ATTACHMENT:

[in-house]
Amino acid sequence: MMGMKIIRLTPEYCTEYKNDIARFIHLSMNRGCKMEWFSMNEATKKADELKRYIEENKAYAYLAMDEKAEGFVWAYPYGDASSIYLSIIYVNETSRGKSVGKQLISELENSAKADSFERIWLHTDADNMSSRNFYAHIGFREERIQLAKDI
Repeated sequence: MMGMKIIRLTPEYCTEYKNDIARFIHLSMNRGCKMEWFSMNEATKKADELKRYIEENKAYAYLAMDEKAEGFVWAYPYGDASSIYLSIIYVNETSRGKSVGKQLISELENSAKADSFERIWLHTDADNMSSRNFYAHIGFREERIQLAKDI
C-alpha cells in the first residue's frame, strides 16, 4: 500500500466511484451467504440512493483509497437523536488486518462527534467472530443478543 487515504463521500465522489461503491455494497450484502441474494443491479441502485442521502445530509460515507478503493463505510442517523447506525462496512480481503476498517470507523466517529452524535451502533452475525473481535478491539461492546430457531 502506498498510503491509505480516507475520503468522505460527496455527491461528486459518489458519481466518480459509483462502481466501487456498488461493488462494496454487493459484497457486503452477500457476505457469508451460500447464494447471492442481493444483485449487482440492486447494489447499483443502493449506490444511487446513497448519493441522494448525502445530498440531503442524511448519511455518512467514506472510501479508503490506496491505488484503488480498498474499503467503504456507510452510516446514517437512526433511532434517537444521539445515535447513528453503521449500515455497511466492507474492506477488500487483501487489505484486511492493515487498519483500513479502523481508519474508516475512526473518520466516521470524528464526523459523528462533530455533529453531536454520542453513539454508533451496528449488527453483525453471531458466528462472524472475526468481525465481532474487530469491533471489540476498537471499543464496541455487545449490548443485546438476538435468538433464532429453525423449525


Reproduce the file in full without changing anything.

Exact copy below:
[in-house]
Amino acid sequence: MMGMKIIRLTPEYCTEYKNDIARFIHLSMNRGCKMEWFSMNEATKKADELKRYIEENKAYAYLAMDEKAEGFVWAYPYGDASSIYLSIIYVNETSRGKSVGKQLISELENSAKADSFERIWLHTDADNMSSRNFYAHIGFREERIQLAKDI
Repeated sequence: MMGMKIIRLTPEYCTEYKNDIARFIHLSMNRGCKMEWFSMNEATKKADELKRYIEENKAYAYLAMDEKAEGFVWAYPYGDASSIYLSIIYVNETSRGKSVGKQLISELENSAKADSFERIWLHTDADNMSSRNFYAHIGFREERIQLAKDI
C-alpha cells in the first residue's frame, strides 16, 4: 500500500466511484451467504440512493483509497437523536488486518462527534467472530443478543 487515504463521500465522489461503491455494497450484502441474494443491479441502485442521502445530509460515507478503493463505510442517523447506525462496512480481503476498517470507523466517529452524535451502533452475525473481535478491539461492546430457531 502506498498510503491509505480516507475520503468522505460527496455527491461528486459518489458519481466518480459509483462502481466501487456498488461493488462494496454487493459484497457486503452477500457476505457469508451460500447464494447471492442481493444483485449487482440492486447494489447499483443502493449506490444511487446513497448519493441522494448525502445530498440531503442524511448519511455518512467514506472510501479508503490506496491505488484503488480498498474499503467503504456507510452510516446514517437512526433511532434517537444521539445515535447513528453503521449500515455497511466492507474492506477488500487483501487489505484486511492493515487498519483500513479502523481508519474508516475512526473518520466516521470524528464526523459523528462533530455533529453531536454520542453513539454508533451496528449488527453483525453471531458466528462472524472475526468481525465481532474487530469491533471489540476498537471499543464496541455487545449490548443485546438476538435468538433464532429453525423449525